Leigh lake is a popular destination for those visiting Grand Teton National Park (GTNP). The entrance to the parking area is found at the North Jenny Lake Junction. The Leigh Lake trailhead offers an easy 1.8 mile hike with breathtaking views and different angles of the mountains. You can also get to the String Lake Loop trailhead by turning at the same junction, just keep your eye out for the String Lake parking lot! This hike is an easy 3.7 loop hike which will offer great views of the different peaks.

If you are a more avid hiker looking for some difficulty, Leigh Lake trailhead eventually meets the Paintbrush Canyon trail. On this out and back trail, you can hike to Holly Lake, which is approximately 13 miles, or you can do the even more strenuous Paintbrush-Cascade Loop trail, which is approximately 19.7 miles total. 

When hiking both short and long distances in GTNP, please always carry bear spray and water. For those looking to do a more advanced hike like the Paintbrush-Cascade loop, be sure to prepare yourself physically and mentally. Take note of the weather conditions and pack the necessities! If you ever need assistance, call ranger dispatch at (307-739-3399).

Written by Anna Cressman
PC: Anna Cressman

Snake River

a shining river twisting in between trees and prairie beneath jagged mountains

Snake River

The Snake River starts in Yellowstone National Park and wraps through Grand Teton National Park for 50 miles out of its total 1,056 miles—414 miles are celebrated as wild and scenic. It feeds into Jackson Lake before going on through Bridger-Teton National Forest. The Snake River was named after the Snake Indians (Shoshone) around 1812 and has had many names; there are even names for different parts of the river. It is the largest tributary (feeder river) of the Columbia River, which is famous for being the largest river in the Pacific Northwest. There are many recreational opportunities that the Snake River provides, including fishing, rafting, wildlife spotting and sight-seeing. Ansel Adams even visited the Snake River and took the famous picture, “The Tetons and Snake River.”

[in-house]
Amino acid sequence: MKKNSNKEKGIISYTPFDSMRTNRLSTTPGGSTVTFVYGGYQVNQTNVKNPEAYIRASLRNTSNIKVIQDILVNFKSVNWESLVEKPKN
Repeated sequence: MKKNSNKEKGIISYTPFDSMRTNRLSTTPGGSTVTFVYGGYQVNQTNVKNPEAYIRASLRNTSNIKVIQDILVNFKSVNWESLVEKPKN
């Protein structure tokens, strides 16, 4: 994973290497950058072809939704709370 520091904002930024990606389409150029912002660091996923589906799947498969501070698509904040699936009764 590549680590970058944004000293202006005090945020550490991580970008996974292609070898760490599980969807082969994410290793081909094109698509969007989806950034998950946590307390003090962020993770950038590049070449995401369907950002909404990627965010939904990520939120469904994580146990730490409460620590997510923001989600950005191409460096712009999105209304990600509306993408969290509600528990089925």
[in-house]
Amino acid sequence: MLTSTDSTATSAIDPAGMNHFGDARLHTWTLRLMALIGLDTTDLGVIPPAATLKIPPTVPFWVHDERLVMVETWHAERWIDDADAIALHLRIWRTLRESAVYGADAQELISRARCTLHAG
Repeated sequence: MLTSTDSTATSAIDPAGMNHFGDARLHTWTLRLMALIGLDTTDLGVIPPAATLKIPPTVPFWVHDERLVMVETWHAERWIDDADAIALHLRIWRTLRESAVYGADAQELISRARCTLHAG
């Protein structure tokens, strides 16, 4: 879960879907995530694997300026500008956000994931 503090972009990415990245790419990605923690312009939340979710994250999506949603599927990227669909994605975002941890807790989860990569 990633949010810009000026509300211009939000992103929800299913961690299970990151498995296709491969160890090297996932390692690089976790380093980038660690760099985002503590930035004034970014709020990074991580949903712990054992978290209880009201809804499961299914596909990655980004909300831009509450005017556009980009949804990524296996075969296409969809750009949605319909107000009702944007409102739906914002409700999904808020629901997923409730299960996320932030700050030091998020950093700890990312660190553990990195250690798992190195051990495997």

The Snake River is unique because the river is a result of the Two Ocean Plateau on the Continental Divide where two creeks, the Atlantic Creek and the Pacific Creek, split off from Two Ocean Creek and feed into their corresponding oceans: the Atlantic and the Pacific. The Snake River is fed by the Pacific Creek, eventually making it to the Oregon coast via the Columbia River. Jim Bridger, a mountain man, was the one that found this “northwest passage” in 1827 after people had been searching for a path flowing from the Atlantic to the Pacific oceans for centuries to no avail. However, it could not benefit North American commerce because of this geographic phenomenon causing the water to flow in opposite directions. Jefferson’s Lewis and Clark expedition along with the many others searches for a connection between the Atlantic and Pacific did not account for this possibility. Fish are the only ones who can use this passageway, this is also how the Cutthroat trout and other fish species came to Yellowstone.

Written by Celia Karim
PC: weesam2010 on Flickr: https://flic.kr/p/YcgPfo